From The Reader Bookshelf… My Antonia by Willa Cather
As part of our ongoing work around The Reader Bookshelf, we've asked staff to share their thoughts about some of the inspirational texts in the collection.
This week, Lisa Spurgin, our Teaching and Learning Coordinator, shares her thoughts on My Antonia by Willa Cather.
Words by Lisa Spurgin
"During that burning day when we were crossing Iowa, our talk kept returning to a central figure, a Bohemian girl whom we had both known long ago. More than any other person we remembered, this girl seemed to mean to us the country, the conditions, the whole adventure of our childhood."
Coming-of-age stories have a particular resonance in literature – think of Jane Eyre, David Copperfield, and many others. Perhaps it's because we've all been there; while we may not have experienced quite the same experiences, trials and tribulations as fictional counterparts, we all know what it's like to grow up, trying to find our own path and way through the world; often in a stumbling and uncertain manner, on roads littered with mistakes and missteps, as well as hallmarks and achievements. As these types of stories go, My Antonia is quite an incredible one, given where it is situated both in time and place, where change will not only be felt by individuals but across a whole country.
At the end of the 19th century, the orphaned Jim Burden rides a train from Virginia to Black Hawk, Nebraska, to live with his grandparents. Being only ten years old, he is accompanied by Jake, a farmhand. Jim is the narrator of the novel, but – as can be guessed from the title – is not the only person at the heart of the story. Travelling on the same train as Jim and Jake are the Shimerda family, who have left their homeland of Bohemia to make a new life in Black Hawk. Though they can little imagine it on that first day, Jim and Antonia, the eldest daughter of the Shimerdas, will form a friendship which crosses the boundaries of culture and time. Both Jim and Antonia will go on to become pioneers in their own ways as they navigate life and growing up against the vast and often harsh Nebraska landscape.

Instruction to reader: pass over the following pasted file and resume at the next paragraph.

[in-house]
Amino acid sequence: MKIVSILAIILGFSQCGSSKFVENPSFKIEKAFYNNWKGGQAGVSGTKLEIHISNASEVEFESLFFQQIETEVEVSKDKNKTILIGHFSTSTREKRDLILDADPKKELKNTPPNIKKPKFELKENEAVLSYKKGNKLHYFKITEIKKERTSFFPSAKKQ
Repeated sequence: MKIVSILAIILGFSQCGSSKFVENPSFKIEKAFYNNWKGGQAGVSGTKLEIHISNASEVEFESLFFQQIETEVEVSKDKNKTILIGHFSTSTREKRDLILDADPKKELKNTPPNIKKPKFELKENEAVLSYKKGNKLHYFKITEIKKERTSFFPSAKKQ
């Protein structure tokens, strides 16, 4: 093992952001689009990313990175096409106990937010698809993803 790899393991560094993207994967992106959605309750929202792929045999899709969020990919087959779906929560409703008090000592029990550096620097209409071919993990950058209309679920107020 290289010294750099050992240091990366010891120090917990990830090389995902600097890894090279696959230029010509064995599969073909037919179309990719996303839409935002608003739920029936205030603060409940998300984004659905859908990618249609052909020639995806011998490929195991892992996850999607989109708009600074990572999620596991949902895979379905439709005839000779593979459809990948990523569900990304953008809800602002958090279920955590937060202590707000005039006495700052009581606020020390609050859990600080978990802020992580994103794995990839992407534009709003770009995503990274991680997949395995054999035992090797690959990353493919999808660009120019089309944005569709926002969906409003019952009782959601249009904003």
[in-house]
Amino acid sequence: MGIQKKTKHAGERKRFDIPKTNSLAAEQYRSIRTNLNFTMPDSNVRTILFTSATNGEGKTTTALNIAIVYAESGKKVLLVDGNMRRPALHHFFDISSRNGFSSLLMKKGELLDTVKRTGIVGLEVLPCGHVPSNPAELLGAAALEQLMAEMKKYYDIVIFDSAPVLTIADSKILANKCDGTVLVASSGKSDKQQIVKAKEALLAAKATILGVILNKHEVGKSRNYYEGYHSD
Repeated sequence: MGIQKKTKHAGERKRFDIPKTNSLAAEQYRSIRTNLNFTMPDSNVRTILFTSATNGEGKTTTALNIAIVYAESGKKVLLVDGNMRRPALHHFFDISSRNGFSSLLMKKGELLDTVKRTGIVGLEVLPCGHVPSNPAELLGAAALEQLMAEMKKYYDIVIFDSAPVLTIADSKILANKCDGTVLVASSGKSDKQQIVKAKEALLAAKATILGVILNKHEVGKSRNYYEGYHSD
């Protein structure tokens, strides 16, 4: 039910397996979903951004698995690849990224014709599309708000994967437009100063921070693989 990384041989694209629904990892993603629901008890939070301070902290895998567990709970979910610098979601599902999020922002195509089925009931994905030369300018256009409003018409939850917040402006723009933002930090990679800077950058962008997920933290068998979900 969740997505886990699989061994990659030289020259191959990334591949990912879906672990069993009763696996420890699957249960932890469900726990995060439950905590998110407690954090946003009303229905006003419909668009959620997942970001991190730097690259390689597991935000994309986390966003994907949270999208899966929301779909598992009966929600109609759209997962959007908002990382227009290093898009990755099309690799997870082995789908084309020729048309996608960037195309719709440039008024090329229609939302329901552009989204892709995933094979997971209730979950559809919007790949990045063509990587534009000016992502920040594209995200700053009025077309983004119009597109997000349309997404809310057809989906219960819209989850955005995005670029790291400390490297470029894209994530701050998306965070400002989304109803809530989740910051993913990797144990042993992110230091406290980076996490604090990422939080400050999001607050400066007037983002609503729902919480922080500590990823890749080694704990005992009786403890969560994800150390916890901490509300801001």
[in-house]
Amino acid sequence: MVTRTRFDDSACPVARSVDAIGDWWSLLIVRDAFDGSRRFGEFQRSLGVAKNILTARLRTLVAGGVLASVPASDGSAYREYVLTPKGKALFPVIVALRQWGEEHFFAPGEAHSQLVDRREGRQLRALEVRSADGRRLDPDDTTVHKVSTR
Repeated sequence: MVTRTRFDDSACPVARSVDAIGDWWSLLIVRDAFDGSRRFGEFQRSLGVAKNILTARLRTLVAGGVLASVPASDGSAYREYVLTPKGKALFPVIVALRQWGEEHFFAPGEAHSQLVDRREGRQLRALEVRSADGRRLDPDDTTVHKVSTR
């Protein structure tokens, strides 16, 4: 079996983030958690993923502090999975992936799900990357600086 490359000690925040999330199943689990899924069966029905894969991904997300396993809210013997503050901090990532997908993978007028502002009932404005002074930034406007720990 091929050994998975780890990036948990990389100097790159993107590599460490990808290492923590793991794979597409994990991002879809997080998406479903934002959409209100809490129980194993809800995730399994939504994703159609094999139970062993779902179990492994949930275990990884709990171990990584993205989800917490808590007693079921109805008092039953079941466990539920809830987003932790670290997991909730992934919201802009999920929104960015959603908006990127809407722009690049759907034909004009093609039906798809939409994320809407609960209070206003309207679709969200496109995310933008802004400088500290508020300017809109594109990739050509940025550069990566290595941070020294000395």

We journey along with Antonia and Jim, experiencing their joys and tragedies, as well as the more commonplace aspects of their day-to-day lives. Not only do we get to see how their relationship develops but are also introduced to a host of characters who make up the fabric of their lives; my personal favourites are Lena Lingard, Tiny Soderball and the other 'hired girls' who are striving to see their hopes and dreams become real in a world that is brave but tough. Though there are many people who pass through Jim's life, it is Antonia who has the most lasting impact, and the novel is a testament to the quality of the relationships that many of us experience in our lives; the people who never leave us, even when we branch – sometimes inevitably – in different directions.
I read My Antonia with a Shared Reading group that I co-lead with Katie Clark at the Mansion House at Calderstones (currently on hold), back in 2019. While it may not have been an immediate pick for something I'd choose to read myself, I'm so glad I got the chance to do so. The stories of Antonia and Jim evoked so much for our readers, and at the end it felt as though a remarkable journey had been made.
If you're missing exploring places further than the British Isles this year, I'd definitely recommend walking alongside Jim and Antonia.
"Whatever we had missed, we possessed together the precious, the incommunicable past."
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